When President Salovey announced that Yale would move classes online after spring recess, he identified the Poorvu Center as a primary resource for faculty, teaching fellows, and students. The center supports one of President Salovey’s goals for Yale “to be the research university most committed to teaching and learning.” Under leadership from Jennifer Frederick and Lucas Swineford, executive directors of the center, a team of more than 40 people started to focus solely on academic continuity plans. The Poorvu Center asked Director of Education Technology Pilar Abuin, who serves as a critical member of the Academic Continuity team, to answer six questions.
Can you share a bit about your background and how you came to Yale?
Of course. I graduated from Columbia University with a Master’s in Instructional Technology and Media and a Bachelor’s in Computer Science and Art History. I started my career in New York City, working for Columbia and then New York University. My husband and I started a family and decided we wanted to move out of New York. There was an opening at Yale for a position managing the Instructional Technology Group, and in January 2014, I joined the Yale team. Soon after that, Yale created the Center for Teaching and Learning, and my team joined the CTL. In 2015, we undertook a project to transition the Learning Management System (LMS) from Classes*V2 to Canvas. In hindsight, I’m so happy the transition took place when it did.
What is Educational Technology?
At its core, educational technology supports teaching and learning. It helps faculty members develop innovative ways to teach concepts and share information with students. It supports pedagogical strategies to engage students - like live polling – or gather feedback on learning – like online quizzes before class. It allows us to share information online and create online learning communities that support our residential classes.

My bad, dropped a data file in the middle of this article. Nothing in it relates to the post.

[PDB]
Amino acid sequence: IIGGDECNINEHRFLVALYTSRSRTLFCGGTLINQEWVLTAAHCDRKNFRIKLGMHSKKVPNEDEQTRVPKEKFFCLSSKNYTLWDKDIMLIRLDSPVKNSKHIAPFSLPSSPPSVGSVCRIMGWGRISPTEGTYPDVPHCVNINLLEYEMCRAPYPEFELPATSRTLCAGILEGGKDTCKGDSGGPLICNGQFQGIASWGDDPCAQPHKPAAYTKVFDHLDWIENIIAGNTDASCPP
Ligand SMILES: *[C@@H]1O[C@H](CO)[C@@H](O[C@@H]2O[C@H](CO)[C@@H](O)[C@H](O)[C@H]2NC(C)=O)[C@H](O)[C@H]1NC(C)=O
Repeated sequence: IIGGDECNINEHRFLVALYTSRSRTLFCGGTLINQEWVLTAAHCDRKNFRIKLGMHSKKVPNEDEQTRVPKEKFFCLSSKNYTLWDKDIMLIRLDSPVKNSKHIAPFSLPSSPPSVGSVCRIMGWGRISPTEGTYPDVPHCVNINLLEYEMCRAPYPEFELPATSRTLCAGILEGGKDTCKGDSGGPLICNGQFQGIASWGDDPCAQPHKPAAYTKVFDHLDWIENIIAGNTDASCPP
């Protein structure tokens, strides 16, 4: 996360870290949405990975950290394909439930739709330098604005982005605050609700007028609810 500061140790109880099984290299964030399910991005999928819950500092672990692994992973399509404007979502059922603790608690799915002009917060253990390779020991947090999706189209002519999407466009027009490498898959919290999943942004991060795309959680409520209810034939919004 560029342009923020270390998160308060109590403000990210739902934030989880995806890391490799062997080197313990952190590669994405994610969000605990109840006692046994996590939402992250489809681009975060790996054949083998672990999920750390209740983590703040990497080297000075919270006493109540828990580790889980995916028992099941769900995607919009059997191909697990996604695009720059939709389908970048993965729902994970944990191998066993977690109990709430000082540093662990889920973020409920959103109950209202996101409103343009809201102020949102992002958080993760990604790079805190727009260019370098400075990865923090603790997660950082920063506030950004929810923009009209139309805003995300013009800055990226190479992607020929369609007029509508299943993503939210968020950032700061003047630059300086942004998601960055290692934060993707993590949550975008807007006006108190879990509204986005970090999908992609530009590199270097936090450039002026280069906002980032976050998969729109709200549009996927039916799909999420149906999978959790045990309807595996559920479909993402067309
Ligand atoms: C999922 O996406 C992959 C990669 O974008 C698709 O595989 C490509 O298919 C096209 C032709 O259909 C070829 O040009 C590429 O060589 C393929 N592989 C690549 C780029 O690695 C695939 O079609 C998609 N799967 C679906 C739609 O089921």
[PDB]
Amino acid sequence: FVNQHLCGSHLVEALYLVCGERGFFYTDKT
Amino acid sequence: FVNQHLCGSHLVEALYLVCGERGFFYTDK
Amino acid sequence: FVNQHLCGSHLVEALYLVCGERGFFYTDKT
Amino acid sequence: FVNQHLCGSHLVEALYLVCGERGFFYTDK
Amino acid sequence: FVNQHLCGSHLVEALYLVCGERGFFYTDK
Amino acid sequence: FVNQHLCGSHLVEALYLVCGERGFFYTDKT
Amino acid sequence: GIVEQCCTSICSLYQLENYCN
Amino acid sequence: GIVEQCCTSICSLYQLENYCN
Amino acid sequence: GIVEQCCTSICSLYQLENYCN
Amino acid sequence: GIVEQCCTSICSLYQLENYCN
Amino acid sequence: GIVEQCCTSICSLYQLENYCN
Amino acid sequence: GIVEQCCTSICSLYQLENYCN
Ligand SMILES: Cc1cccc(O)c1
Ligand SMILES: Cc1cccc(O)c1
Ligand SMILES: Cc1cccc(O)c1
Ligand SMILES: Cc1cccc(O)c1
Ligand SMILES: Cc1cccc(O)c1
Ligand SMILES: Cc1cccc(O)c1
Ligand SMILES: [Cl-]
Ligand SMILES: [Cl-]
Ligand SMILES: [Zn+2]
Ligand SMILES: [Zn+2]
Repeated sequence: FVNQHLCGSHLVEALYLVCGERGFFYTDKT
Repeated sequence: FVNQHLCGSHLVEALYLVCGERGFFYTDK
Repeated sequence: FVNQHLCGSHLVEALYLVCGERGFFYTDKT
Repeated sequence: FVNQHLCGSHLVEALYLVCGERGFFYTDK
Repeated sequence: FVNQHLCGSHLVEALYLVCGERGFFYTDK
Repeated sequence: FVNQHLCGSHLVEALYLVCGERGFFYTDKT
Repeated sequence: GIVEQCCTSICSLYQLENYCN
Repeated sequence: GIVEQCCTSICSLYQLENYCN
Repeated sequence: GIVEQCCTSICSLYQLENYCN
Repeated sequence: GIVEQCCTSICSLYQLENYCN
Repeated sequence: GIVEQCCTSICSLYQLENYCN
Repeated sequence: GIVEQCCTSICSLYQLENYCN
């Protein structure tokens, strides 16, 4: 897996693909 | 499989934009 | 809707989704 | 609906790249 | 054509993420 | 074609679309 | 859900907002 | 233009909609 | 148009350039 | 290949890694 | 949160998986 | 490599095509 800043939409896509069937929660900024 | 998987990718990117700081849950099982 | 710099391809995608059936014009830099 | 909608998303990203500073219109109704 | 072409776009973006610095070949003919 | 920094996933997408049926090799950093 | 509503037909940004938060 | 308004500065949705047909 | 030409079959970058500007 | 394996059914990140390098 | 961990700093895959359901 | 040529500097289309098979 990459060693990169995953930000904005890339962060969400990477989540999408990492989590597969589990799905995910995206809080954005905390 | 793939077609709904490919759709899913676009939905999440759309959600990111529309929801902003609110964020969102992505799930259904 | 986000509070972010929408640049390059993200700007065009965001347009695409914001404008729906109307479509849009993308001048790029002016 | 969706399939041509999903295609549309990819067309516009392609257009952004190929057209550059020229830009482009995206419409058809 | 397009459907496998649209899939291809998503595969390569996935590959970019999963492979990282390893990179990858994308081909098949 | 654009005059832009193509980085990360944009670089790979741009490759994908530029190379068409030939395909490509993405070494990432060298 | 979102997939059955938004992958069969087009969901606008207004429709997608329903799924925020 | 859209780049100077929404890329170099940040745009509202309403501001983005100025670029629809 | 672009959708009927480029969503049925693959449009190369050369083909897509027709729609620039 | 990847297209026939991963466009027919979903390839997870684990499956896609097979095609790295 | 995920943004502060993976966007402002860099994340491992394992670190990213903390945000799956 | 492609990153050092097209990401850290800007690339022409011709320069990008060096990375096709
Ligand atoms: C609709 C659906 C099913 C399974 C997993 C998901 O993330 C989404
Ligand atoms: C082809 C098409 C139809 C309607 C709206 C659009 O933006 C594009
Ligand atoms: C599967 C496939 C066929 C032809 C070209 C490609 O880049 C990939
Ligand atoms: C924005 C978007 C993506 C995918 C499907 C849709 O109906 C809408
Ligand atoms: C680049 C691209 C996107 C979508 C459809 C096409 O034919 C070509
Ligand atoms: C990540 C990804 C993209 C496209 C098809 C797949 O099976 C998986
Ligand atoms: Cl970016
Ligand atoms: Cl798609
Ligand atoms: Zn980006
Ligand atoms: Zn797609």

As Director of Educational Technology for the Poorvu Center, what do you do?
I primarily manage an amazing team, and together we help faculty and teaching fellows integrate technology into their classes. This includes helping faculty use Canvas, our LMS, and the various tools integrated into it, like Course Reserves and Zoom, to organize their course, post their syllabus, upload assignments, and share readings from the library. My team and I also pilot new technology to integrate into Canvas or other aspects of teaching. Our job, to support a diverse community with a relatively small core team, would not be possible without close partnerships with our professional school colleagues and colleagues in Information Technology Services (ITS), the University Library, and the Registrar’s office.
How has your role shifted since Yale decided to transition residential learning to an online format temporarily?
Remember when I said, I was happy Yale transitioned to Canvas when it did? Our team conducted a year-long pilot and then a one-and-a-half-year transition from the old LMS to Canvas. The last two weeks have essentially served as a massive transition to Canvas and Zoom for all faculty and students with a deadline of March 23. The Poorvu Center team has worked rapidly to ensure we support the transition. We’ve conducted more than 20 workshops and 650 consultations since March 5. We still support faculty and Yale’s LMS, but we now support it at a new scale. Hundreds of courses that never used the system now use it, and Zoom, to help facilitate classes. We have more than 2,300 active course sites this spring semester, and we’re supporting more than 2,000 instructors.
What should all faculty members consider as they begin to teach online?
It might sound ridiculous coming from a technologist, but I think instructors need to consider the well-being of their students more than the technicalities of how they use Canvas and Zoom. The Poorvu Center, ITS, and the Library are all here to support faculty and help them find a solution to keep teaching. Faculty members are uniquely responsible for preserving the dynamics of their class and for students meeting their learning objectives by the end of the semester. My Faculty Teaching Initiatives colleagues at the Poorvu Center can help faculty think through some of those tough questions!
Although classes just resumed on March 23, can you share any stories from the transition?
We’ve worked with more than 1,000 instructors in the last two weeks, but one of them said, “thank you so much for your quick response and steady support. The Poorvu Center has been the one constant ray of hope throughout this ordeal.”
I think we learn more each day, but the faculty, teaching fellows, and students at Yale have confronted this challenge with a “can do” attitude. It makes me happy at the end of a long day to see our community support each other.